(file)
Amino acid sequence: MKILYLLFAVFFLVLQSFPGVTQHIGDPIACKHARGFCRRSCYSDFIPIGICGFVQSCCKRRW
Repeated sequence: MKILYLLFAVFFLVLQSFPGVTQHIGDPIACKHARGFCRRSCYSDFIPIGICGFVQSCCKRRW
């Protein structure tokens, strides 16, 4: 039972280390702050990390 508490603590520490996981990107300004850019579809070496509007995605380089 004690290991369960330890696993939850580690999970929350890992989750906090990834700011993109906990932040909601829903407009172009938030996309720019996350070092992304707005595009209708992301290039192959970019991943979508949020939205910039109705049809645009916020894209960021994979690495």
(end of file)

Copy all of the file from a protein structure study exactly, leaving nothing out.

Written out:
Amino acid sequence: MKILYLLFAVFFLVLQSFPGVTQHIGDPIACKHARGFCRRSCYSDFIPIGICGFVQSCCKRRW
Repeated sequence: MKILYLLFAVFFLVLQSFPGVTQHIGDPIACKHARGFCRRSCYSDFIPIGICGFVQSCCKRRW
């Protein structure tokens, strides 16, 4: 039972280390702050990390 508490603590520490996981990107300004850019579809070496509007995605380089 004690290991369960330890696993939850580690999970929350890992989750906090990834700011993109906990932040909601829903407009172009938030996309720019996350070092992304707005595009209708992301290039192959970019991943979508949020939205910039109705049809645009916020894209960021994979690495």